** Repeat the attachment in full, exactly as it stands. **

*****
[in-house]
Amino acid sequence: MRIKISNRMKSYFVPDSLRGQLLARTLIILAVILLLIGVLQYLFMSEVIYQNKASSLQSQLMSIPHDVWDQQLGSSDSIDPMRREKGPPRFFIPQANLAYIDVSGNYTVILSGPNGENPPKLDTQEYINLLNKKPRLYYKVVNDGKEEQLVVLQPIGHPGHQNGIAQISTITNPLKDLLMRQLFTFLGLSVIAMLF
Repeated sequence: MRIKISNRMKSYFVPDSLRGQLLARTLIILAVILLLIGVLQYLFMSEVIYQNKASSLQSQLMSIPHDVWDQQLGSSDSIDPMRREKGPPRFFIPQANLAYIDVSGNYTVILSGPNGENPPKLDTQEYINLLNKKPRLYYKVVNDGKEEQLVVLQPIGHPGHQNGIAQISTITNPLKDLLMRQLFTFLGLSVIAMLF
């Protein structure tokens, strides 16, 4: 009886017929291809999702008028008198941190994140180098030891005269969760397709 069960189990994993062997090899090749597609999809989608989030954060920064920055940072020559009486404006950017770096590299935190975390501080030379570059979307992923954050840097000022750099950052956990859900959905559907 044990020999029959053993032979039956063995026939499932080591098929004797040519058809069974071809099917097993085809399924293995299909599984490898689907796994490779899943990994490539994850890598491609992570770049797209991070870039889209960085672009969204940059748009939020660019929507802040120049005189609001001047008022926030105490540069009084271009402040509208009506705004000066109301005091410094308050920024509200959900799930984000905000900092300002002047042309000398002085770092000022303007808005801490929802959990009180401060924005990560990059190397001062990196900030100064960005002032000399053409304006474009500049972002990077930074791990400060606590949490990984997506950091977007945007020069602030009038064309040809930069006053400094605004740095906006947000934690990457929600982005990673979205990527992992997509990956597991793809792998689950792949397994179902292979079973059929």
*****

[in-house]
Amino acid sequence: MRIKISNRMKSYFVPDSLRGQLLARTLIILAVILLLIGVLQYLFMSEVIYQNKASSLQSQLMSIPHDVWDQQLGSSDSIDPMRREKGPPRFFIPQANLAYIDVSGNYTVILSGPNGENPPKLDTQEYINLLNKKPRLYYKVVNDGKEEQLVVLQPIGHPGHQNGIAQISTITNPLKDLLMRQLFTFLGLSVIAMLF
Repeated sequence: MRIKISNRMKSYFVPDSLRGQLLARTLIILAVILLLIGVLQYLFMSEVIYQNKASSLQSQLMSIPHDVWDQQLGSSDSIDPMRREKGPPRFFIPQANLAYIDVSGNYTVILSGPNGENPPKLDTQEYINLLNKKPRLYYKVVNDGKEEQLVVLQPIGHPGHQNGIAQISTITNPLKDLLMRQLFTFLGLSVIAMLF
């Protein structure tokens, strides 16, 4: 009886017929291809999702008028008198941190994140180098030891005269969760397709 069960189990994993062997090899090749597609999809989608989030954060920064920055940072020559009486404006950017770096590299935190975390501080030379570059979307992923954050840097000022750099950052956990859900959905559907 044990020999029959053993032979039956063995026939499932080591098929004797040519058809069974071809099917097993085809399924293995299909599984490898689907796994490779899943990994490539994850890598491609992570770049797209991070870039889209960085672009969204940059748009939020660019929507802040120049005189609001001047008022926030105490540069009084271009402040509208009506705004000066109301005091410094308050920024509200959900799930984000905000900092300002002047042309000398002085770092000022303007808005801490929802959990009180401060924005990560990059190397001062990196900030100064960005002032000399053409304006474009500049972002990077930074791990400060606590949490990984997506950091977007945007020069602030009038064309040809930069006053400094605004740095906006947000934690990457929600982005990673979205990527992992997509990956597991793809792998689950792949397994179902292979079973059929």